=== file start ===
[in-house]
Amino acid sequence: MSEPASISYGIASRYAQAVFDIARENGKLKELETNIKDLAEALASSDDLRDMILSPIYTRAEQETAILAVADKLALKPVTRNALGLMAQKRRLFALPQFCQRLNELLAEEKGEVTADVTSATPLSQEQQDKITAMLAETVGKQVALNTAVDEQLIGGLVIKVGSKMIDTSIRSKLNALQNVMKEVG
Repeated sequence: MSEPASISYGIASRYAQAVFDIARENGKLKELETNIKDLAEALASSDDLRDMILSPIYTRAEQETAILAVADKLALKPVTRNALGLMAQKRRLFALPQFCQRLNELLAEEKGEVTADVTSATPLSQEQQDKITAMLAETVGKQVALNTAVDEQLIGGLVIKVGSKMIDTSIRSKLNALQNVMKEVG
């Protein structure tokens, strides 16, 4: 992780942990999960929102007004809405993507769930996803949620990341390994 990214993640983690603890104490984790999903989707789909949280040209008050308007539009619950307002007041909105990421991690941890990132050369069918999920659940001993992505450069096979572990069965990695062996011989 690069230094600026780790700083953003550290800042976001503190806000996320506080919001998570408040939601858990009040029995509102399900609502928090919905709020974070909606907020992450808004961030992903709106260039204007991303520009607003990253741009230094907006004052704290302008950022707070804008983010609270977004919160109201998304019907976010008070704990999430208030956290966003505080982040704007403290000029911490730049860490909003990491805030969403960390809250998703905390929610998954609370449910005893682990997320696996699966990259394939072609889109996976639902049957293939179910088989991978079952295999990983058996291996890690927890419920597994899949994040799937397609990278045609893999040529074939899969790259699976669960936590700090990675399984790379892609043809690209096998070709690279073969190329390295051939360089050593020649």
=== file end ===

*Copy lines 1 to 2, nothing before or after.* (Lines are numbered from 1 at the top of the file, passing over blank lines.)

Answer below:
[in-house]
Amino acid sequence: MSEPASISYGIASRYAQAVFDIARENGKLKELETNIKDLAEALASSDDLRDMILSPIYTRAEQETAILAVADKLALKPVTRNALGLMAQKRRLFALPQFCQRLNELLAEEKGEVTADVTSATPLSQEQQDKITAMLAETVGKQVALNTAVDEQLIGGLVIKVGSKMIDTSIRSKLNALQNVMKEVG